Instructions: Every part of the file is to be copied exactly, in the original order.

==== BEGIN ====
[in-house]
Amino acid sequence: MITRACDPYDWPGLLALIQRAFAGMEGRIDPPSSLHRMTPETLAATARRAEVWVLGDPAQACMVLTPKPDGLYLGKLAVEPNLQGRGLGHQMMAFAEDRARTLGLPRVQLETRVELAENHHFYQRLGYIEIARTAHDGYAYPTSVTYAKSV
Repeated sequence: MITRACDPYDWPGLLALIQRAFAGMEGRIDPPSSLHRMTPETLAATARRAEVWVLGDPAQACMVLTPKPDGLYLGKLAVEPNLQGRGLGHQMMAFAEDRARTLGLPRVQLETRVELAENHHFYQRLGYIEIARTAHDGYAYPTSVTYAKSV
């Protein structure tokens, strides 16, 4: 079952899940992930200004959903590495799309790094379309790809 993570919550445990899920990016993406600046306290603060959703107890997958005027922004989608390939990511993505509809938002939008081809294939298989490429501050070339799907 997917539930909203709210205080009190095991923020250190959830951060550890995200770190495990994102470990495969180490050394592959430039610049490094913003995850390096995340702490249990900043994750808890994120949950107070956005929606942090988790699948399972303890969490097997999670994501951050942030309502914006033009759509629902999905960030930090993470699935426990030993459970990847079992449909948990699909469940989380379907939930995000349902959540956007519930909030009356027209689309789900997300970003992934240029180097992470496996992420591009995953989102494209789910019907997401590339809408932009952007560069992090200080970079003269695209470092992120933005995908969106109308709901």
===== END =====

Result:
[in-house]
Amino acid sequence: MITRACDPYDWPGLLALIQRAFAGMEGRIDPPSSLHRMTPETLAATARRAEVWVLGDPAQACMVLTPKPDGLYLGKLAVEPNLQGRGLGHQMMAFAEDRARTLGLPRVQLETRVELAENHHFYQRLGYIEIARTAHDGYAYPTSVTYAKSV
Repeated sequence: MITRACDPYDWPGLLALIQRAFAGMEGRIDPPSSLHRMTPETLAATARRAEVWVLGDPAQACMVLTPKPDGLYLGKLAVEPNLQGRGLGHQMMAFAEDRARTLGLPRVQLETRVELAENHHFYQRLGYIEIARTAHDGYAYPTSVTYAKSV
């Protein structure tokens, strides 16, 4: 079952899940992930200004959903590495799309790094379309790809 993570919550445990899920990016993406600046306290603060959703107890997958005027922004989608390939990511993505509809938002939008081809294939298989490429501050070339799907 997917539930909203709210205080009190095991923020250190959830951060550890995200770190495990994102470990495969180490050394592959430039610049490094913003995850390096995340702490249990900043994750808890994120949950107070956005929606942090988790699948399972303890969490097997999670994501951050942030309502914006033009759509629902999905960030930090993470699935426990030993459970990847079992449909948990699909469940989380379907939930995000349902959540956007519930909030009356027209689309789900997300970003992934240029180097992470496996992420591009995953989102494209789910019907997401590339809408932009952007560069992090200080970079003269695209470092992120933005995908969106109308709901």